As shown in FIG. 10, when the control signal /HZ is high and the data /DATA is low, the output level of the NOR circuit 127 is high. Hence, the pMOS transistor 133 is OFF, and the nMOS transistor 135 is ON. The output level of the inverter 131 is low, and the pMOS transistor 137 is ON. The output level of the NAND circuit 129 is high, and the pMOS transistor 134 is OFF. The nMOS transistor 136 is ON, and the output level of the inverter 132 is low. The nMOS transistor 138 is OFF. Hence, in the above case, the signal DQ0 output from the output circuit 110 is high.

In the first embodiment of the present invention, the SDRAM devices 91-94 are connected to the bus line 115 at equal intervals, and there is provided only the bus line 115 between the microprocessor 90 and the DRAM device 91. Hence, when the characteristic impedance of the bus line 115 is denoted as Z0, the effective characteristic impedance of parts of the bus line 115 via which the SDRAM devices 91-94 are connected at equal intervals are less than that of parts thereof to which the SDRAM devices 91-94 are not connected.

Generally, the characteristic impedance Z0 of the bus line 115 is represented as Z0=(L/C)1/2 where L is the wiring inductance per unit length, and C is the wiring capacitance per unit length. For example, typically L=250 nH/m, and C=100 pF. In this case, Z0=(250×10-9 /100×10-12)1/2 =50Ω.

On the other hand, in the case where the SDRAM devices 91-94 are connected, their load capacitances (more particularly, capacitances of the input/output terminals 96-99) are added. If the SDRAM devices 91-94, each having a capacitance of 3.75 pF, are connected to the bus line 115 at equal intervals of 6.25 mm, 160 SDRAM devices are connected to the bus line per meter. Assuming that the capacitance per meter is denoted as CL, CL=3.75 pF×160 m-1 =600 pF/m. In this case, the effective characteristic impedance ZL of the bus line 115 is represented as ZL=[L/(C+CL)]1/2, and is equal to 18.9Ω (=[250×10-9 /(100×10-12 +600×10-12). This value of the effective characteristic impedance is much less than the characteristic impedance Z0 (=50Ω) obtained when there is no load).

In order to strictly establish the impedance matching to thereby avoid any reflection of signals, the resistance values of the termination resistors 116 and 117 should be set equal to the effective characteristic impedance ZL, that is, 18.9Ω. However, when the resistance values of the termination resistors 116 and 117 are 18.9Ω, the load resistance viewed from the driving side is 9.45Ω. Further, the input circuits 105-109 cannot operate stably and provide the sufficient amplitude unless the output circuits 110 -114 have a current driving ability of approximately 20 mA.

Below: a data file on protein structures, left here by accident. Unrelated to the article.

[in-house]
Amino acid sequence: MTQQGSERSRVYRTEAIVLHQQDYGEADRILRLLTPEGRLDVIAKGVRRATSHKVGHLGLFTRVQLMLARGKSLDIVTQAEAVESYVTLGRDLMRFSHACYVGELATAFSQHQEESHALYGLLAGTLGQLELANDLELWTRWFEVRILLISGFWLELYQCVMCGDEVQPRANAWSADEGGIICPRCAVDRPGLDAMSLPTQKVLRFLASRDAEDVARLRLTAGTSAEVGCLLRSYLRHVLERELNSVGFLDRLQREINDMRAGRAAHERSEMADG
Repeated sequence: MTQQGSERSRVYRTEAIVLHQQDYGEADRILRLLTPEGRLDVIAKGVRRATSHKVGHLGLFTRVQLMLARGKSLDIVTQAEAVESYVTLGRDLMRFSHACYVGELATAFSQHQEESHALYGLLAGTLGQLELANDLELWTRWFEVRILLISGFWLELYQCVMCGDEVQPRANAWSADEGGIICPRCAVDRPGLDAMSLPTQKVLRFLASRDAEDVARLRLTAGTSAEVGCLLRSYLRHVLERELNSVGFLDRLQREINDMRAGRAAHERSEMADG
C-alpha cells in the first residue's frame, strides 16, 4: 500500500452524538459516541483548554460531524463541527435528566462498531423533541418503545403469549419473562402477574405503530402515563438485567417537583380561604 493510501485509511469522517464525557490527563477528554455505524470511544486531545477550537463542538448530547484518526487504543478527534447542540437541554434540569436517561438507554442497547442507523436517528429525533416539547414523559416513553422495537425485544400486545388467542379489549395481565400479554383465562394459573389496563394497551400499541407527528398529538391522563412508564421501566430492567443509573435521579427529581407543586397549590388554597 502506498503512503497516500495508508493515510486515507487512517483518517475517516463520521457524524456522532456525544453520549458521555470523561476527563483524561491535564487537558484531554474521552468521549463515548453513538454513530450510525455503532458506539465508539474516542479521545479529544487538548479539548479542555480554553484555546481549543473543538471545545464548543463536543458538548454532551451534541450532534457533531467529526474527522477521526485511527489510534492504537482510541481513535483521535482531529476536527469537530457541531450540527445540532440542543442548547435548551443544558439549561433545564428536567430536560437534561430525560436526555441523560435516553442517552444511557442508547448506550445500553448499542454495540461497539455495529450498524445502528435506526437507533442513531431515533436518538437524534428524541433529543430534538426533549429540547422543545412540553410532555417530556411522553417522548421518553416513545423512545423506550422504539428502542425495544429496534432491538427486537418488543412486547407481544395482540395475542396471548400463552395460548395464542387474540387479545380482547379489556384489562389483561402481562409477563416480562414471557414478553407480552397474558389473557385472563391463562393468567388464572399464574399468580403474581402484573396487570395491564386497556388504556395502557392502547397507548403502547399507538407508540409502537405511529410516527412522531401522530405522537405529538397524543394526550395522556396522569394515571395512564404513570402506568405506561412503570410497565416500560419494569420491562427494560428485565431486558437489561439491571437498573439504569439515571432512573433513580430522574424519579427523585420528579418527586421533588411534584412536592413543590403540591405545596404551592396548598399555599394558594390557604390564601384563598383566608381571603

With the above in mind, according to the first embodiment of the present invention, the value of the termination resistor 117 around which the SDRAM devices 91-94 are concentrated is omitted from the strict matching condition, and is made greater than the effective characteristic impedance ZL. The above value is limited to the characteristic impedance Z0 of the bus line 115 with no load connected thereto, more specifically, 30Ω.

On the other hand, there are not many loads connected to the microprocessor 90. Hence, the value of the termination resistor 116 is set equal to 50Ω, which is equal to the characteristic impedance of the bus line 115 obtained when there is no load. As a result, the load resistance viewed from the driving side is 18.7Ω, which is equal to the parallel-connection value of 30Ω and 50Ω. In this case, the load resistance is greater than that obtained when a resistance of 30Ω is simply connected on either side of the bus line 115 (the load resistance then being equal to 15Ω). Hence, even when the output circuits 110-114 have a relatively low current driving capability, it is possible to obtain a large signal amplitude.

In the first embodiment of the present invention, the output circuits 110-114 of the microprocessor 90 and the SDRAM devices 91-94 are formed with the CMOS-type push-pull circuits to which the power supply voltage VCCQ is applied. Further, the termination voltage VTT is equal to VCCQ/2, and thus the signals can be transmitted in such a way that the center voltage is equal to the termination voltage VTT.

For example, if the output circuit 110 outputs the low-level output signal, a current flows in a closed circuit made up of the voltage generating circuit 85, the termination voltage line 89, the termination resistors 116 and 117, the bus line 115, the output circuit 110 (nMOS transistor 138), the ground and the voltage generating circuit 85 in the above order.

Alternatively, if the output circuit 110 outputs the high-level output signal, a current flows in a closed circuit made up of the voltage generating circuit 84, the VCCQ power supply line 88, the output circuit 110 (pMOS transistor 137), the bus line 115, the termination resistors 116 and 117 and the voltage generating circuit 84 in the above order.

As described above, according to the first embodiment of the present invention, since the voltage generating circuits 84 and 85 of the voltage generating circuit 83 are connected in series, the voltage of the voltage output terminal 87 is maintained at V5 equal to 1.0 V even if a current is output or input via the voltage output terminal 87. Hence, it is possible to ensure the stability that the termination voltage VTT is equal to the voltage V5 equal to 1.0 V.